MegaFon Accused of Illegal Expansion

APMedvedev looking at photos of graduates of St. Petersburg State University's law department during a visit Saturday.
TBILISI, Georgia -- Tbilisi accused MegaFon of illegally expanding its network into Georgia's breakaway region of South Ossetia on Friday.

Georgia's National Communications Commission said MegaFon was carrying out illegal activities on its territory and must pay a fine of $3,500 within 30 days.

MegaFon, Russia's No. 3 mobile operator, denied that it operated on Georgian territory and said it could not stop people from accessing its services from base stations in nearby Russian regions.

"In villages ... the population has been using MegaFon company sim cards, in particular MegaFon Northern Caucasus, since 2005," the Georgian telecoms regulator said on its web site.

"The work of MegaFon without a license on the territory of Georgia may be considered a criminal activity," it said.

A MegaFon spokeswoman confirmed that the company had received a notice from the Georgian authorities and said lawyers were studying it.

"We are not carrying out any commercial activities in Georgia," said spokeswoman Marina Belasheva.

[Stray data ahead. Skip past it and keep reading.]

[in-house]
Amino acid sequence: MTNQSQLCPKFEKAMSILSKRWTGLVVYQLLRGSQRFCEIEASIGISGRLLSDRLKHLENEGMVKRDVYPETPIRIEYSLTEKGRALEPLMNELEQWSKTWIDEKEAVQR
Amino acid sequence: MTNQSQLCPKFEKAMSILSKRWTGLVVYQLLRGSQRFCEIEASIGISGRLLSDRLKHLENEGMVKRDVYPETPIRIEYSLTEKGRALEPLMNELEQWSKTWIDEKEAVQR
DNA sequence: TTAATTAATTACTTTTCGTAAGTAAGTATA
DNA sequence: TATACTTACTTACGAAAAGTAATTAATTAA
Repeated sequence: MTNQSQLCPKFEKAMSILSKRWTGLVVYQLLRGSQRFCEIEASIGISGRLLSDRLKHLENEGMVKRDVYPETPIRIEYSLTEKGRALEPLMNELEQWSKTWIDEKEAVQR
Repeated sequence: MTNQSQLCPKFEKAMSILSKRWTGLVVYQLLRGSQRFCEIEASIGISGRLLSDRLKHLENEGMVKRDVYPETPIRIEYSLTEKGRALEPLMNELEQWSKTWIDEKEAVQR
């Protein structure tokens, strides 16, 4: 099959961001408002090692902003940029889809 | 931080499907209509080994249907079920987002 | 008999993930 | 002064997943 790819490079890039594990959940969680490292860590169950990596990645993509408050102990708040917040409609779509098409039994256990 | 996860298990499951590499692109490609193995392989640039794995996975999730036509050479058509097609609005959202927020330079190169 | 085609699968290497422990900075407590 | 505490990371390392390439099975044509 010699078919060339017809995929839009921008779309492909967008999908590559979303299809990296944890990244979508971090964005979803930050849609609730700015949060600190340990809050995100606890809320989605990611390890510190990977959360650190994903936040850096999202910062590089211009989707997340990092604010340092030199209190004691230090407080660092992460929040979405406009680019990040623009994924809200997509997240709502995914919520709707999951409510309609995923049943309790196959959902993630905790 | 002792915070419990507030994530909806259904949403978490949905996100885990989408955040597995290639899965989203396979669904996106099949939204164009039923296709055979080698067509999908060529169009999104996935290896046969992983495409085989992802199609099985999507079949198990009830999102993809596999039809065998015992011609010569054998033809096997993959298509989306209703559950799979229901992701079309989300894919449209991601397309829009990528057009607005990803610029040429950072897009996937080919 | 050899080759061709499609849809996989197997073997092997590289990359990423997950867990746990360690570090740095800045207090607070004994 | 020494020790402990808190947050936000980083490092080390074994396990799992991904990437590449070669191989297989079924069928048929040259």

Asked to explain how people in South Ossetia were using MegaFon services, she said it was "impossible to limit the transmission of base stations in a way that matches the border."

The MegaFon allegation came days after Georgian troops briefly detained a group of Russian peacekeepers.

President Dmitry Medvedev said Saturday that Russia wanted a negotiated end to territorial disputes in Georgia but would not tolerate attempts to stir up its peacekeeping troops. "Georgia is a close neighbor. Existing disputes, including the territorial problem, should be resolved through bilateral negotiations," he told law students at St. Petersburg State University, his alma mater.